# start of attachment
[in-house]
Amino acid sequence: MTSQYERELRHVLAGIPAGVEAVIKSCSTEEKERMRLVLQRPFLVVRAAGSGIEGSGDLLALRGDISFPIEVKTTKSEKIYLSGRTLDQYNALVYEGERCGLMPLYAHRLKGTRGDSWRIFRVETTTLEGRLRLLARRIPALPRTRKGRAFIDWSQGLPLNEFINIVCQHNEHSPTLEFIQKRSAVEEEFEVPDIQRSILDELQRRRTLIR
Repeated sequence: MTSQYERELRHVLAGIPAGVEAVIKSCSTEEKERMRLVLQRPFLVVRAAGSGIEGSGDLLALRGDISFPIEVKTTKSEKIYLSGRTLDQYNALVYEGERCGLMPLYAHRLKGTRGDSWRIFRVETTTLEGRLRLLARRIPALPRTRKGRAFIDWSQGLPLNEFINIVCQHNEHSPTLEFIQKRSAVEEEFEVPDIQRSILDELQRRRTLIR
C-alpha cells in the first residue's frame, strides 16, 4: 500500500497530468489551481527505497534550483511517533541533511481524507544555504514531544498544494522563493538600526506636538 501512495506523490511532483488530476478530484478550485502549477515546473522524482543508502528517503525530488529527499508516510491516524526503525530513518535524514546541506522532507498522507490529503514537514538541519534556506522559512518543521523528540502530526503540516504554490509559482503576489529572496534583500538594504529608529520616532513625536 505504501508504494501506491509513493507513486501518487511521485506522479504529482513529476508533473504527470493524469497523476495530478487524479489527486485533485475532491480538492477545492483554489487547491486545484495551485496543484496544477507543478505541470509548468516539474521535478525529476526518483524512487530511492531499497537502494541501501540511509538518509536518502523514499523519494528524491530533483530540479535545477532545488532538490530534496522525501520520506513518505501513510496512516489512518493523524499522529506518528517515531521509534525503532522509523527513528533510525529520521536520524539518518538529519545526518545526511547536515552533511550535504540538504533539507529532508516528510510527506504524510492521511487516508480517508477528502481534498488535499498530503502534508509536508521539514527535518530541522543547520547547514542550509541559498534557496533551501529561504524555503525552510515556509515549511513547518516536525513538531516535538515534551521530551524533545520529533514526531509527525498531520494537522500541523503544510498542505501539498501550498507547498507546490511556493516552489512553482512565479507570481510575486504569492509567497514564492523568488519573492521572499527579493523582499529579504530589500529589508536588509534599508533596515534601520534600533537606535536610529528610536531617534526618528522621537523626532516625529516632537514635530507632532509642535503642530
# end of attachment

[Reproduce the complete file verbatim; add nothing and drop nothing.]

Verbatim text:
[in-house]
Amino acid sequence: MTSQYERELRHVLAGIPAGVEAVIKSCSTEEKERMRLVLQRPFLVVRAAGSGIEGSGDLLALRGDISFPIEVKTTKSEKIYLSGRTLDQYNALVYEGERCGLMPLYAHRLKGTRGDSWRIFRVETTTLEGRLRLLARRIPALPRTRKGRAFIDWSQGLPLNEFINIVCQHNEHSPTLEFIQKRSAVEEEFEVPDIQRSILDELQRRRTLIR
Repeated sequence: MTSQYERELRHVLAGIPAGVEAVIKSCSTEEKERMRLVLQRPFLVVRAAGSGIEGSGDLLALRGDISFPIEVKTTKSEKIYLSGRTLDQYNALVYEGERCGLMPLYAHRLKGTRGDSWRIFRVETTTLEGRLRLLARRIPALPRTRKGRAFIDWSQGLPLNEFINIVCQHNEHSPTLEFIQKRSAVEEEFEVPDIQRSILDELQRRRTLIR
C-alpha cells in the first residue's frame, strides 16, 4: 500500500497530468489551481527505497534550483511517533541533511481524507544555504514531544498544494522563493538600526506636538 501512495506523490511532483488530476478530484478550485502549477515546473522524482543508502528517503525530488529527499508516510491516524526503525530513518535524514546541506522532507498522507490529503514537514538541519534556506522559512518543521523528540502530526503540516504554490509559482503576489529572496534583500538594504529608529520616532513625536 505504501508504494501506491509513493507513486501518487511521485506522479504529482513529476508533473504527470493524469497523476495530478487524479489527486485533485475532491480538492477545492483554489487547491486545484495551485496543484496544477507543478505541470509548468516539474521535478525529476526518483524512487530511492531499497537502494541501501540511509538518509536518502523514499523519494528524491530533483530540479535545477532545488532538490530534496522525501520520506513518505501513510496512516489512518493523524499522529506518528517515531521509534525503532522509523527513528533510525529520521536520524539518518538529519545526518545526511547536515552533511550535504540538504533539507529532508516528510510527506504524510492521511487516508480517508477528502481534498488535499498530503502534508509536508521539514527535518530541522543547520547547514542550509541559498534557496533551501529561504524555503525552510515556509515549511513547518516536525513538531516535538515534551521530551524533545520529533514526531509527525498531520494537522500541523503544510498542505501539498501550498507547498507546490511556493516552489512553482512565479507570481510575486504569492509567497514564492523568488519573492521572499527579493523582499529579504530589500529589508536588509534599508533596515534601520534600533537606535536610529528610536531617534526618528522621537523626532516625529516632537514635530507632532509642535503642530